By Meghan Montemurro
CHICAGO – The last time Ryan Sweeney found himself at Triple-A to start the season, he was a 22-year-old, No. 1-rated prospect in the White Sox minor league system on the cusp of a potentially great career.
Six years and myriad of injuries later, Sweeney is fighting for his baseball future during the Cubs’ final 22 games of the season. Sweeney’s year hasn’t gone as planned from starting at Triple-A Iowa, where he spent the first month of the season, to a fractured rib that sidelined him 56 games. But the adversity he’s faced hasn’t derailed Sweeney.
“I just kind of had a chip on my shoulder having to start off in Triple-A , not having been there in a long time,” Sweeney said.
[Cubs notebook: Rookie Junior Lake draws praise from Sveum]
A free agent this offseason, Sweeney, 28, is still in the prime of his career and eager to prove he can be an everyday outfielder. When he’s been able to stay healthy and get regular opportunities, Sweeney has put together solid numbers and given the Cubs’ lineup another left-handed bat to accompany first baseman Anthony Rizzo and right fielder Nate Schierholtz. Since coming off the 60-day disabled list Sept. 1, manager Dale Sveum has afforded Sweeney plenty of playing time starting him in each of the Cubs’ last six games including Saturday’s 5-3 loss to the Milwaukee Brewers.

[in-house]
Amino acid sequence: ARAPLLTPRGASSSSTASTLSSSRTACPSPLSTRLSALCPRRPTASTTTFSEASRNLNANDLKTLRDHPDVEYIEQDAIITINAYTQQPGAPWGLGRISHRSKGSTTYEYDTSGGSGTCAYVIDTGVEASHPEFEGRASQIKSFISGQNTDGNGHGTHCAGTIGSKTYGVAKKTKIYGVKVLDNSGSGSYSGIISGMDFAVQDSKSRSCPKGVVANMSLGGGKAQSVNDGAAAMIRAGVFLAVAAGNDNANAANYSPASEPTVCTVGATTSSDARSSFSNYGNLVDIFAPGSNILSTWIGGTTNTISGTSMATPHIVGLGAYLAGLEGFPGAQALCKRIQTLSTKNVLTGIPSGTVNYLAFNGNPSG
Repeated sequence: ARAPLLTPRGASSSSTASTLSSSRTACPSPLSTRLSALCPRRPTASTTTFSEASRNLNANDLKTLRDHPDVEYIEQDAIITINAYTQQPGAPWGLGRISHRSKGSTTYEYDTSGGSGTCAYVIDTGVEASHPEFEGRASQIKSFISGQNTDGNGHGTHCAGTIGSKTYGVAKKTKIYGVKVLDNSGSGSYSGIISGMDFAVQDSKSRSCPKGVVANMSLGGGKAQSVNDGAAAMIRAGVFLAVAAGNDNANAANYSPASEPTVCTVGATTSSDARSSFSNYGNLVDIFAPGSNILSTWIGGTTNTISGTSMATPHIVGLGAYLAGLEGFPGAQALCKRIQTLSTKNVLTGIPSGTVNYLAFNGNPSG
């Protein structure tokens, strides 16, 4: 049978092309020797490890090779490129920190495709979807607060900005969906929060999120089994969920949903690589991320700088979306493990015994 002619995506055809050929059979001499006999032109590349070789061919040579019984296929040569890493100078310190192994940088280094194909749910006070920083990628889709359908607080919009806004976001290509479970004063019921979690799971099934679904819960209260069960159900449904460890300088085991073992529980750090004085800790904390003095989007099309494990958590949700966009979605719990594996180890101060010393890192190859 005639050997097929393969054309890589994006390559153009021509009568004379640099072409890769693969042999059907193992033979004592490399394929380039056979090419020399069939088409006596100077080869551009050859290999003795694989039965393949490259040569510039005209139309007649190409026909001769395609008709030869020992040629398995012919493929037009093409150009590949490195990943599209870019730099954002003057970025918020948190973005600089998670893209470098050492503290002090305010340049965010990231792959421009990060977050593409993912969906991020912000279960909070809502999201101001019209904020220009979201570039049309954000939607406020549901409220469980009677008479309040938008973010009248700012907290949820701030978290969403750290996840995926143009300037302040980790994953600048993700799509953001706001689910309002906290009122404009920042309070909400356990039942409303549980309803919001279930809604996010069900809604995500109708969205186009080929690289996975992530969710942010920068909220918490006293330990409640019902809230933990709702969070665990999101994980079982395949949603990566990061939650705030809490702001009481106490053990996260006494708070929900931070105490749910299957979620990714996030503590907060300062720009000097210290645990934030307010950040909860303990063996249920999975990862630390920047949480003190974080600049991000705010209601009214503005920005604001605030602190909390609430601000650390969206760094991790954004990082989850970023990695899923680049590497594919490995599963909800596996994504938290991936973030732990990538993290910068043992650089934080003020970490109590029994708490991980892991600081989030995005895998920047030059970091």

“He’s got an ability in center field to make things look easy,” Sveum said of Sweeney. “You don’t want to put anybody in the Jim Edmonds category or anything like that, but he makes it kind of look easy like Jim Edmonds did with a great deal of speed.”
With his steady defense and the potential to hit for power, Sweeney would complement a potential 2014 starting outfield featuring Junior Lake and Schierholtz. But a roster spot won’t just be handed to him. Outfielder Brian Bogusevic, under team control through 2017, is also fighting to stick with the Cubs. The left-handed 29-year-old hit a solo homer Saturday against Milwaukee.
“I've expressed to them that I definitely want to be back here and I feel like this is a good fit for me,” Sweeney said. “Hopefully with them giving me this opportunity I can show them I can come back here and play every day.”
Sveum lauded Sweeney’s calmness on the field and called him a savvy ballplayer. Those attributes can’t be overlooked on a young team. Despite going 0-for-4 Saturday, Sweeney is hitting .263 since coming off the DL and .290 on the season with five home runs and 17 RBIs in 50 games. Staying healthy is one of the biggest questions surrounding the former second round draft pick. Unfortunately for Sweeney, his history doesn’t create much optimism. Only once in his eight-year career Sweeney has recorded more than 500 plate appearances (Oakland Athletics, 2009).
“He’s a guy you give 500-700 plate appearances -- which he’s never got before -- you can project that out to be a pretty good year the way he competes in the batter’s box,” Sveum said.
Sweeney isn’t sure where he might end up after the season and there’s no guarantee the Cubs will be want to bring him back despite his interest in returning. Ultimately Sweeney wants to prove wrong those who believe he can’t be a regular at this point in his career.
“I was a starter for the first three or four years of my career and then got put in that backup role and now being able to play every day, I feel like I can still do it,” Sweeney said. “Nobody wants to be a backup player and everyone wants to play every day, but unfortunately that can’t always happen. Whatever role you get put in you’ve just got to do the best you can.”